7. Unplug: More and more people are actively choosing the unplug, or disconnect themselves from digital media. I’m doing this more myself. I’m finding myself turning off my phone and email more to engage with printed material.  A year ago I didn’t see this coming.  Today, I relish the opportunities when I can’t be reached for comment.

If I’m right, many of your customers (especially busy executives) are feeling the same. Your print communication may be just what they need.

Online content marketing is definitely here to say.  Yes to social media, apps and the rest of it.  But don’t forget that print can still play an important role in your overall content marketing mix.

Author: Joe Pulizzi

Joe Pulizzi considers himself the poster boy for content marketing. Founder of the Content Marketing Institute , Joe evangelizes content marketing around the world through keynotes, articles, tweets and his books, including best-selling Epic Content Marketing (McGraw-Hill) and the new book, Content Inc. Check out Joe's two podcasts. If you want to get on his good side, send him something orange. For more on Joe, check out his personal site or follow him on Twitter @JoePulizzi.

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  • Eufémia Santos

    Hey Joe,
    Great post, thanks.
    In my opinion what you’re say it is true and make sense it is what I could call the after storm quietness. “What is new is interesting” people use to say and act on that but after a while they stabilize their choices. Nevertheless, print will never reach the same high levels again. I agree with you that people still like paper and printed stuff, however in little quantities. Obviously a lot of people is going to off mode more often, but realising that digital allows you to filter, save and categorize content for later use.
    Print will stay around because we like different stuff and “flavours” to consume in different moments. We like exquisite and unique stuff, like an unique 50-year-old vinyl, or a classic car to have ride when you have faster cars and latest models. Read a printed book instead of digital has its own charm and brings you something different.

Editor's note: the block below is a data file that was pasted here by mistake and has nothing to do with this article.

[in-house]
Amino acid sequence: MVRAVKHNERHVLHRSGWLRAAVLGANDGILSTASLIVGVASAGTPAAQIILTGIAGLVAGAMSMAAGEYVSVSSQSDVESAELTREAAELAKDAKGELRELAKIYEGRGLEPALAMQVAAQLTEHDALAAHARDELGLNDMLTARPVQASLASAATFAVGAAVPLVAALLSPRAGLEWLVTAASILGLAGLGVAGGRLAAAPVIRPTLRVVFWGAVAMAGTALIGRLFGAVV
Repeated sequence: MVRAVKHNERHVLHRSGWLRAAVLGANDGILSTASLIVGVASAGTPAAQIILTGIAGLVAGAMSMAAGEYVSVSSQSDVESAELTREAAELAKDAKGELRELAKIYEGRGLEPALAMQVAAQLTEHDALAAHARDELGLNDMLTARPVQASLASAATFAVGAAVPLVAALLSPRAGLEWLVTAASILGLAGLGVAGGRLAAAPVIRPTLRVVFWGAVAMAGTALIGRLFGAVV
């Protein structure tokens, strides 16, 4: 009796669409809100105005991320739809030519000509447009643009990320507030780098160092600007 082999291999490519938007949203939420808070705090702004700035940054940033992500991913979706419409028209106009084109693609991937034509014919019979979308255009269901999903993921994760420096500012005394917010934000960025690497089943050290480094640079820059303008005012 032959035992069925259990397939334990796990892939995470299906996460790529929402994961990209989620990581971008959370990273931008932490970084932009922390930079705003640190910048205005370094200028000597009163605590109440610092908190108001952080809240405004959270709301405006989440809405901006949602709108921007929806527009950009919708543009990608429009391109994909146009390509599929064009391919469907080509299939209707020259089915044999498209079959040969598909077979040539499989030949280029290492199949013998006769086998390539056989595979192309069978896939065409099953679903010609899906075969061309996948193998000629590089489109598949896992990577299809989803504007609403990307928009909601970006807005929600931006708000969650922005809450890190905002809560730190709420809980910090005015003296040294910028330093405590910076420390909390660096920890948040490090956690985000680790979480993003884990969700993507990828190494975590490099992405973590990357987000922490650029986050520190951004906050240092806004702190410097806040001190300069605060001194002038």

• Carrie Grove

    #6. “Print Still Excites People” – I think this point is right on. A feature article printed in the paper or in a magazine does still feel more “real/legit”. Probably because anybody can write something and publish it online but would have a much harder time getting their story in print.

  • Jon Buscall

    Hmm, I’m not sure on this one, Joe. As a fortysomething I do enjoy a real paper newspaper on my holidays, as a kind of nostalgic kickback to my youth. But from the look of the millennials here in Stockholm, print isn’t making a comeback anytime soon.
    Perhaps you need a qualifier here? I’m sure some age groups will be looking to print for something different – especially as print is having to innovate to keep up. But I do think the digital generation will continue to ignore print for a good while yet.

  • Linda K.

    Right. I’ve been saying this for two years as print brands have consistently declined or disappeared. Print will be the next big thing for all the reasons that you mentioned. And that’s a good thing. The only way people are really going to become more educated/informed is through “push” content. Because if you don’t know it’s out there, you won’t be able to “pull” it in! The good news is that hopefully this cycle will flush out the second-rate, me too pubs that no longer offer any relevance. Do I really need to wait a whole week to get my industry “news”? I think not. Let’s leverage the mediums for what they work best for.

  • Joe Pulizzi

    Good comments.
    1. No, print won’t ever come back to where it was, but I do think it can be an opportunity for some content marketers. It all depends on the strategy.